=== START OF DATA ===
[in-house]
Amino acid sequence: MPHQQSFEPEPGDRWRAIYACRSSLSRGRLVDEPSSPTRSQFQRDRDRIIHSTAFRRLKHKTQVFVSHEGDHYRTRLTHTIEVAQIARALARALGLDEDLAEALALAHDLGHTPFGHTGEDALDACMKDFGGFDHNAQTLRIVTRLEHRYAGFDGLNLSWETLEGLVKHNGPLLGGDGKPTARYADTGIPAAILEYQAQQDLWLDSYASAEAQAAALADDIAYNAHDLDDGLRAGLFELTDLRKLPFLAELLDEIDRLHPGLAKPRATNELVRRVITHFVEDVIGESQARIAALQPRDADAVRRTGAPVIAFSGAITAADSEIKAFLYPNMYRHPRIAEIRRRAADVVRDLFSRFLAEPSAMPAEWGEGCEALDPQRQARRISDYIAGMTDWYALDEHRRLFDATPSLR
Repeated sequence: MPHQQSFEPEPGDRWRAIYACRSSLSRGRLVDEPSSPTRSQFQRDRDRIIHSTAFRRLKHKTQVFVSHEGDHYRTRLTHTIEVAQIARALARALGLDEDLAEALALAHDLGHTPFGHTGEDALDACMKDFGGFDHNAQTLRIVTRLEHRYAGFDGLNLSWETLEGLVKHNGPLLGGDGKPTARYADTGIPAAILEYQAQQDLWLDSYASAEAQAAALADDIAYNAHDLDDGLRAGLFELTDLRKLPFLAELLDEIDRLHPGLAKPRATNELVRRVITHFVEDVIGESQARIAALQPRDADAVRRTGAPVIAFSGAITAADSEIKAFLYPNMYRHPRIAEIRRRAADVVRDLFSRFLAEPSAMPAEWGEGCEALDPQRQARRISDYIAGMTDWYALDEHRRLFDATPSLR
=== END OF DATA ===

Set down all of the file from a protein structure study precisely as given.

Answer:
[in-house]
Amino acid sequence: MPHQQSFEPEPGDRWRAIYACRSSLSRGRLVDEPSSPTRSQFQRDRDRIIHSTAFRRLKHKTQVFVSHEGDHYRTRLTHTIEVAQIARALARALGLDEDLAEALALAHDLGHTPFGHTGEDALDACMKDFGGFDHNAQTLRIVTRLEHRYAGFDGLNLSWETLEGLVKHNGPLLGGDGKPTARYADTGIPAAILEYQAQQDLWLDSYASAEAQAAALADDIAYNAHDLDDGLRAGLFELTDLRKLPFLAELLDEIDRLHPGLAKPRATNELVRRVITHFVEDVIGESQARIAALQPRDADAVRRTGAPVIAFSGAITAADSEIKAFLYPNMYRHPRIAEIRRRAADVVRDLFSRFLAEPSAMPAEWGEGCEALDPQRQARRISDYIAGMTDWYALDEHRRLFDATPSLR
Repeated sequence: MPHQQSFEPEPGDRWRAIYACRSSLSRGRLVDEPSSPTRSQFQRDRDRIIHSTAFRRLKHKTQVFVSHEGDHYRTRLTHTIEVAQIARALARALGLDEDLAEALALAHDLGHTPFGHTGEDALDACMKDFGGFDHNAQTLRIVTRLEHRYAGFDGLNLSWETLEGLVKHNGPLLGGDGKPTARYADTGIPAAILEYQAQQDLWLDSYASAEAQAAALADDIAYNAHDLDDGLRAGLFELTDLRKLPFLAELLDEIDRLHPGLAKPRATNELVRRVITHFVEDVIGESQARIAALQPRDADAVRRTGAPVIAFSGAITAADSEIKAFLYPNMYRHPRIAEIRRRAADVVRDLFSRFLAEPSAMPAEWGEGCEALDPQRQARRISDYIAGMTDWYALDEHRRLFDATPSLR